I feel uneasy about sex work. I worry that it objectifies women and compounds our difficulties in carving a place for ourselves as cerebral and corporeal, as full persons. But here’s the thing: it’s not about me.
However sincere my concerns, however fluently I may be able to quote Andrea Dworkin, such views tacitly align me with the slut-shamers and the conservatives who do such a good job of ‘othering’ sex workers, of making them a thing apart – alien and aberrant. This othering means that when a sex worker is murdered – as happened in St Kilda last week – our outrage is muted. Yes, we think it’s awful and we hope the assailant is caught, but she was putting herself at risk, but she knew the dangers, but she didn’t ‘keep herself safe’ –as if what Tracy Connelly experienced in the last moments of her life was any less horrifying for her than it would be for us. Or as if her family and friends grieve differently, or her partner is any less traumatised by finding her body, or her assailant will confine their violence to sex workers so the rest of us can live without fear (Adrian Ernest Bayley, anyone?).
I’m done with the buts. To (mis)quote EM Forster, in any contest between an ideology and a friend, I’m coming down on the side of the friend, on the real, flesh-and-blood reality of the person. My support and my energy must be at the service of the sex worker rather than a politics that, however well-intentioned, diminishes their personhood and allows Tracy Connelly to be reduced to a tawdry headline.
Feminism has always been conflicted on the question of sex and sexuality, inheriting as it did two such different traditions. One tradition is devoted to protecting women from the laws and customs that subjugate them to men and men’s bodies; and one argues for the reclamation of the female body and its pleasures. For various reasons, my own politics tended towards the former for a long while. The problem with this position is that it so easily falls prey to the model of men’s sexuality as rapacious and threatening. A former professor of mine, the late Patricia Crawford, referred to this as the ‘sex or burst theory’, whereby men’s sex drive is an unsophisticated hydraulic system requiring periodic release, or catastrophic consequences will ensue. Sex workers and porn are socially positioned as providing this ‘release valve’ that supposedly keep the rest of us (good) women safe.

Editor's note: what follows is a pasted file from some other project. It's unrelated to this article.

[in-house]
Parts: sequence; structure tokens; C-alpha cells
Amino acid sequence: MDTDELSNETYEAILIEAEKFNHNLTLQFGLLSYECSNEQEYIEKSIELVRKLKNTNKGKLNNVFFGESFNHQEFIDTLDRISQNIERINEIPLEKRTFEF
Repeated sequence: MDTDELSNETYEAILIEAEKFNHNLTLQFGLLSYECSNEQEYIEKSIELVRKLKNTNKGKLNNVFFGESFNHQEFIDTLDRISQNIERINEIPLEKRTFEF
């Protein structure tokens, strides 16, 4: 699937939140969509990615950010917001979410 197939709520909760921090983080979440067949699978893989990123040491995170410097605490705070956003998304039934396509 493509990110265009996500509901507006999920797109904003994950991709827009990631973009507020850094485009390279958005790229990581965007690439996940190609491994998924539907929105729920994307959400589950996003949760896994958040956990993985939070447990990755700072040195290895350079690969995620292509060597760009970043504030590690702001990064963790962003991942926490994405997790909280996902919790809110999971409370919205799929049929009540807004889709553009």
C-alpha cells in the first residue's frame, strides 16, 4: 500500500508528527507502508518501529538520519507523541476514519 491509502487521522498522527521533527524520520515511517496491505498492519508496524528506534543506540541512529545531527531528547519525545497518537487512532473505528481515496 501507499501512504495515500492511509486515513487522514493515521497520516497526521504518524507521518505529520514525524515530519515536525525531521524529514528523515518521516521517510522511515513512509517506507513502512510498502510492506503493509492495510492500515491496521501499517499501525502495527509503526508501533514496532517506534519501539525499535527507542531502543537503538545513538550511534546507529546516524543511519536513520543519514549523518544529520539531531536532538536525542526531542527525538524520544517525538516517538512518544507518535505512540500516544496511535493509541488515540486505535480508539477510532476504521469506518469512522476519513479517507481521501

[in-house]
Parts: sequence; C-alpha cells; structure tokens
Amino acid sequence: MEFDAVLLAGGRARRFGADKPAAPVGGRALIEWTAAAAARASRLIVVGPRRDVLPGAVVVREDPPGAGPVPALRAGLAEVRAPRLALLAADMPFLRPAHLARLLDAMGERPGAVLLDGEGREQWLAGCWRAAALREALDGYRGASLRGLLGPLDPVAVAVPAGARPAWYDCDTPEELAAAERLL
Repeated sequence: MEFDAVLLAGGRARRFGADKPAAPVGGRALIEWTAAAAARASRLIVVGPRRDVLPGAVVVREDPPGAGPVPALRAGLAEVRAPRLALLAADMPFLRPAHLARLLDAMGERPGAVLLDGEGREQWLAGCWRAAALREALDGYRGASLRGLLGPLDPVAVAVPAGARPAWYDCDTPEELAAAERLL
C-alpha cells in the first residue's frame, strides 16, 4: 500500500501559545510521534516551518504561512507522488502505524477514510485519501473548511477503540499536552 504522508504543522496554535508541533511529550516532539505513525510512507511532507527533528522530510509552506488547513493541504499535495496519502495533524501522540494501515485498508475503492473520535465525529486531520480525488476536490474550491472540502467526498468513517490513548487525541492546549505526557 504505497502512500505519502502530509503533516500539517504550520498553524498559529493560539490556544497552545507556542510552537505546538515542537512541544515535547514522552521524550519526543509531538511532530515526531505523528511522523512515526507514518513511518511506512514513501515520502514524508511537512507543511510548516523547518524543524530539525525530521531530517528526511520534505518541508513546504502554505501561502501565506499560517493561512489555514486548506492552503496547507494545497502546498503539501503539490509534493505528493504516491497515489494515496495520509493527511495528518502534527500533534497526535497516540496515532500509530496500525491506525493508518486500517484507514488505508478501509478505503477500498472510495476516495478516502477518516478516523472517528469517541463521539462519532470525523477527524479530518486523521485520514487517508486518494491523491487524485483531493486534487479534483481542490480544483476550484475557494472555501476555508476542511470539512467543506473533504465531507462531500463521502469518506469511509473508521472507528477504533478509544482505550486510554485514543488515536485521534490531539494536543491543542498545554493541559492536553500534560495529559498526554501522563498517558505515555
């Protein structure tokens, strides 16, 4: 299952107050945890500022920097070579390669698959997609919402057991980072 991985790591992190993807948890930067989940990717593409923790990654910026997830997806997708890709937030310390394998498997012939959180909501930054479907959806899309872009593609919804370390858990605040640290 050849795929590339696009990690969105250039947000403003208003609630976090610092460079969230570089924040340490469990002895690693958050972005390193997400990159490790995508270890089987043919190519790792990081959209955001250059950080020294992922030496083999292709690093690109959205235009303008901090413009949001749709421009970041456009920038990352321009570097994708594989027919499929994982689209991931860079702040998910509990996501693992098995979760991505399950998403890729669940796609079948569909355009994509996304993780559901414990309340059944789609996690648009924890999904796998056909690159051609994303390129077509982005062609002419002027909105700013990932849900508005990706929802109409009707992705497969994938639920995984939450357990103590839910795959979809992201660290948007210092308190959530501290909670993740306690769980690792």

The objections to this model are manifest, not least in that it sets up a dichotomy between men and women, where (gendered) desires are oppositional and women whose sexual experiences fall outside a fairly narrow, vanilla band are cast as aberrant. Even mad. It makes black and white what in reality is the complex, messy and contestable nature of desire. It means we agree to sacrifice ‘release valve’ women like some kind of human shield. It reinforces sexual double standards whereby sex amplifies men but diminishes women. So the same act makes men studs or virile or magnetic, whilst rendering women sluts or needy or a bit pathetic, with sex workers the ultimate example. Throw in all our baggage around sexual competition and fears about fidelity and there’s a potent recipe for women’s hostility towards sex workers.
I’ve no claims to expertise on sex work. But I have been, and am, friends with women who are sex workers. For the most part they’re white and middle-class and well-educated, like me. And pretty well-versed in feminist theory, like me. Their choices and options look similar to mine, and they’ve chosen sex work.
Who am I to question that choice? To tell another woman what she can and cannot do with her body? To suggest, as some feminists do, that this ‘choice’ is in fact Stockholm syndrome whereby the sex worker is identifying with her oppressor. ‘But how would you feel if your daughter chose to be a sex worker?’ my girlfriends ask. The answer is, I would feel very uneasy. But if she made that choice my first concern is for her wellbeing and human rights, not my ideological purity. Her bodily integrity is inviolable regardless of the number of sexual partners she chooses to have (or not have) and in what shape or form. I would want her to be part of, and not apart from, the greater community. Her choices respected. Her rights protected. I want that for Tracy Connelly, too. I want it for every woman.
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